In a nutshell, monitoring employee morale is important because it has always been directly tied to employee satisfaction, retention, loyalty, and productivity.
Factors that affect employee morale
There are a multitude of factors affecting employee morale, which includes work environment, recognition and rewards, communication, and work-life balance. In most cases, employee morale is a direct result of a combination of these factors, which makes addressing it a complex matter. Knowing the temperature of your workforce’s morale is your key in creating strategies for employee engagement and loyalty.
1. The work environment’s impact to employee morale
There are many ways to define a work environment, but it is generally a physical or virtual space where employees do their job and interact with their leaders and teammates. Work environment, however, can also mean relationships with leaders and colleagues, which in a broader sense, translates to company culture.
A recent study shows that at least 85 percent of employees believe that work environment shapes their mood and greatly affects their productivity on a daily basis.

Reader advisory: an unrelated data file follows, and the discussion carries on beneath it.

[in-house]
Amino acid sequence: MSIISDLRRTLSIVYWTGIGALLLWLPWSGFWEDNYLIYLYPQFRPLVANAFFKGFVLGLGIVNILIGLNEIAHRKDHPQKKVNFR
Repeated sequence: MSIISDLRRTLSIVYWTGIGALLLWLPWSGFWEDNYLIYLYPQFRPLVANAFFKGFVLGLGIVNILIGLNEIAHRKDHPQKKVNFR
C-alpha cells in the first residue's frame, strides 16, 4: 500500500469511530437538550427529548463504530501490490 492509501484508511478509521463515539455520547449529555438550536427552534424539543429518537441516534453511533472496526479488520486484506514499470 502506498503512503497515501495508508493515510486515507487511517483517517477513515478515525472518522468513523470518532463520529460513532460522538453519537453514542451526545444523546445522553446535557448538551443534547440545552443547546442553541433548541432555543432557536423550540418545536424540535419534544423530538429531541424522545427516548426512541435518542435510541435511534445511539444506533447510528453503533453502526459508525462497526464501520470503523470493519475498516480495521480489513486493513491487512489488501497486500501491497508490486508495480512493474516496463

From a physical standpoint, key aspects of a workplace environment, such as noise level, odor, lighting, ventilation, temperature, aesthetic, and cleanliness are factors that affect employee morale. From a cultural perspective, however, it can be all about leadership style, engagement opportunities, wellness and communication channels, among other things.
2. The role of recognition and rewards
A series of studies by the Harvard Business Review revealed the huge impact of recognition in boosting employee morale. Recognition, which can be in the form of symbolic and monetary incentives, directly contribute to an employee’s feeling of being valued and recognized at work.